Alternatively, perhaps the heat of the impact evaporated the lighter water from the Moon, leaving it enriched in heavier water. Or maybe the impactor itself contained large amounts of heavy water.

According to Elkins-Tanton, "this may all lead to a reconsideration of the giant-impactor theory," especially in how it relates to the origin of lunar water.

But not yet. The heavy-water results could reflect nothing more than a specific spot of enrichment — the impact site of an ancient comet, for example. And some researchers aren't convinced that the Moon is a wet as the new results suggest.

Chip Shearer at the University of New Mexico in Albuquerque has been analysing chlorine in volcanic rocks, which can provide some information about ancient water because of the way chlorine would have bound to it to form other compounds. He says that the estimated water concentrations reported last week are at the upper limit of the range allowed by his chlorine results.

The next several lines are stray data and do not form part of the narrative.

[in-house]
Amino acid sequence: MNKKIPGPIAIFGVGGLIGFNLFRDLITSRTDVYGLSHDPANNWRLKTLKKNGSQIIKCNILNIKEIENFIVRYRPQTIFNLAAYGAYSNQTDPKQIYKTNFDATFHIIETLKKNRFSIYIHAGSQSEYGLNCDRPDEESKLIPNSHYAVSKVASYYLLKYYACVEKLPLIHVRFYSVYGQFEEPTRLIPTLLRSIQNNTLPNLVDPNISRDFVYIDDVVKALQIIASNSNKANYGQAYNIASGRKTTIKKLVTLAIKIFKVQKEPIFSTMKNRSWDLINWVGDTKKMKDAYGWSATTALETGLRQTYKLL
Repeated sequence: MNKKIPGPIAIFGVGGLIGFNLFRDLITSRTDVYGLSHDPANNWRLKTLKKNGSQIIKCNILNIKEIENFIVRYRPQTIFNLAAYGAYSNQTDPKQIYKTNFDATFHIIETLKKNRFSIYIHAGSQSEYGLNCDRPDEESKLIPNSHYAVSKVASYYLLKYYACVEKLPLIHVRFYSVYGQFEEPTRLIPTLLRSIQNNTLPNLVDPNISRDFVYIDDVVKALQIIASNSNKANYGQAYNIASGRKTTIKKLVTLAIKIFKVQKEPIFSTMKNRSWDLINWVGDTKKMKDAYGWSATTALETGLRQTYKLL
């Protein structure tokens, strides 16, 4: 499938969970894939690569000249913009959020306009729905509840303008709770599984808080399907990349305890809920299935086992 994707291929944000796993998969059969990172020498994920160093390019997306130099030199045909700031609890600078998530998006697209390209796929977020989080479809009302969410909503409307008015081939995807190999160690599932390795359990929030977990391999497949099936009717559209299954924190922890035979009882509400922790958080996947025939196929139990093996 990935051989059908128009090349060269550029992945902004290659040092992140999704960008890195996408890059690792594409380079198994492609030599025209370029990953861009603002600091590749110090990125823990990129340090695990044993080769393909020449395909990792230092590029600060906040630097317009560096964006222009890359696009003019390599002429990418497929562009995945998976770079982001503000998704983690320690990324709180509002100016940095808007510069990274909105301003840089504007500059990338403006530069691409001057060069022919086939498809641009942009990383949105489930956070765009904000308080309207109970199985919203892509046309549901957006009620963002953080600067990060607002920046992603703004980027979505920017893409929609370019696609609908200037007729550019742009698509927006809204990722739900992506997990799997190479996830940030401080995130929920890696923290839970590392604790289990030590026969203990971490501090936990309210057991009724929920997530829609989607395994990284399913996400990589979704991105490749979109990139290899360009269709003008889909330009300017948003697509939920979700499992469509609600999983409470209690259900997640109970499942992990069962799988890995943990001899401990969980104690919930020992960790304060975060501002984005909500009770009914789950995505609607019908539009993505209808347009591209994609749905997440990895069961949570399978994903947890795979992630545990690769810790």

Sorting out the debate will require new samples. To Clive Neal at the University of Notre Dame in Indiana and chair of a NASA lunar advisory group, that means returning to the Moon. But before then, researchers will be revisiting the rocks collected by Apollo astronauts.

At the meeting last week, Taylor drew an index card out of his wallet that contained the five-digit codes for three more samples he was going to retrieve from the vaults at the Johnson Space Center, on the other side of Houston from the conference. He has made the trip many times before. "Being an old fart," he says, "I know the ropes."

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C. Conrad, Apollo 12, NASA; F. McCubbin, Carnegie Inst. Washington; Moon: Lick Observatory